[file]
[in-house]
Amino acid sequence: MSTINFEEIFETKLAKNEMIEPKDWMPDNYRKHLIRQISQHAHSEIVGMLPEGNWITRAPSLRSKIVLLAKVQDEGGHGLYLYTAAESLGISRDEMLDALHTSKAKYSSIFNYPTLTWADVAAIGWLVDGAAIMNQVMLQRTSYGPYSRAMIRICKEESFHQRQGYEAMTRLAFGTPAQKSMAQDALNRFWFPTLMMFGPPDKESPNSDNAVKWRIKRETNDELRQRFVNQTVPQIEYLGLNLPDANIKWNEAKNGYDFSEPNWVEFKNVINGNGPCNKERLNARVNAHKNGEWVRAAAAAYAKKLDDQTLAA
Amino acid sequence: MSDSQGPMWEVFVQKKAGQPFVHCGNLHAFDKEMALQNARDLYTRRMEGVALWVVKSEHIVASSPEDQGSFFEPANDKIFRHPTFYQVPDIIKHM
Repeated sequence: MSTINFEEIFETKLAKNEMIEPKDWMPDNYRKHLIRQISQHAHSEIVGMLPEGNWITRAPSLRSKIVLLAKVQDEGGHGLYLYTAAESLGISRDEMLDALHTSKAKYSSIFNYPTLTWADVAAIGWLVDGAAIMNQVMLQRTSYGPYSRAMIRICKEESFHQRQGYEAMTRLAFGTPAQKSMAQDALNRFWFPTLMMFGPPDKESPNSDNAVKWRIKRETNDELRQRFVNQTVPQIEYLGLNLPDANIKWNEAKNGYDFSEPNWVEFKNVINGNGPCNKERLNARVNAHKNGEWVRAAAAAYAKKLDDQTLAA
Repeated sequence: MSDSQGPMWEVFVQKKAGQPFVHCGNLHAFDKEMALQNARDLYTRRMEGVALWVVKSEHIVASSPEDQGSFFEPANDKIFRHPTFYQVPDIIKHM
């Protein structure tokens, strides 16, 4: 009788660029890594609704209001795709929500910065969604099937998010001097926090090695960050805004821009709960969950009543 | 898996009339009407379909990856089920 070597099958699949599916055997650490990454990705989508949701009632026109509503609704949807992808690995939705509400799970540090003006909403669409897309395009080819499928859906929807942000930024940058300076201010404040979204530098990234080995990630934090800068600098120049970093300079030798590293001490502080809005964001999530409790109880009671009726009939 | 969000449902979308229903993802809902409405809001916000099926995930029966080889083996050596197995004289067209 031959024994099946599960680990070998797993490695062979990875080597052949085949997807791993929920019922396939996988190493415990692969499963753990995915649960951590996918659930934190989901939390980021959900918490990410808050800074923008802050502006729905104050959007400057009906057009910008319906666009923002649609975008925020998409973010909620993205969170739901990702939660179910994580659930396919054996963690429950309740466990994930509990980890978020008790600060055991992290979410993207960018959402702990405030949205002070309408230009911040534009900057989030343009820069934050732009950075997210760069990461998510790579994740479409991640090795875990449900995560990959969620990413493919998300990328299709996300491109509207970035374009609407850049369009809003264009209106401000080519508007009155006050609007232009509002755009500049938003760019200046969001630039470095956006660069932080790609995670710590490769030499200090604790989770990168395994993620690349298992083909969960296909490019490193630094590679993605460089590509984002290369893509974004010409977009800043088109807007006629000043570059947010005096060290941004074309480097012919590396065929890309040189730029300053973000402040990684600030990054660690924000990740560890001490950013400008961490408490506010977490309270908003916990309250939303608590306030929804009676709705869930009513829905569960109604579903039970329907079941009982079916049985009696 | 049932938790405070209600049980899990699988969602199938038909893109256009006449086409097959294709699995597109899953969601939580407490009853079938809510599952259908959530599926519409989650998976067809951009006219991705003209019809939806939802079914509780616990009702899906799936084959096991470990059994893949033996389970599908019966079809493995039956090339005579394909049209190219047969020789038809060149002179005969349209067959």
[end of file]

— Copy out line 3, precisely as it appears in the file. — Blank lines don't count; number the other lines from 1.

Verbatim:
Amino acid sequence: MSDSQGPMWEVFVQKKAGQPFVHCGNLHAFDKEMALQNARDLYTRRMEGVALWVVKSEHIVASSPEDQGSFFEPANDKIFRHPTFYQVPDIIKHM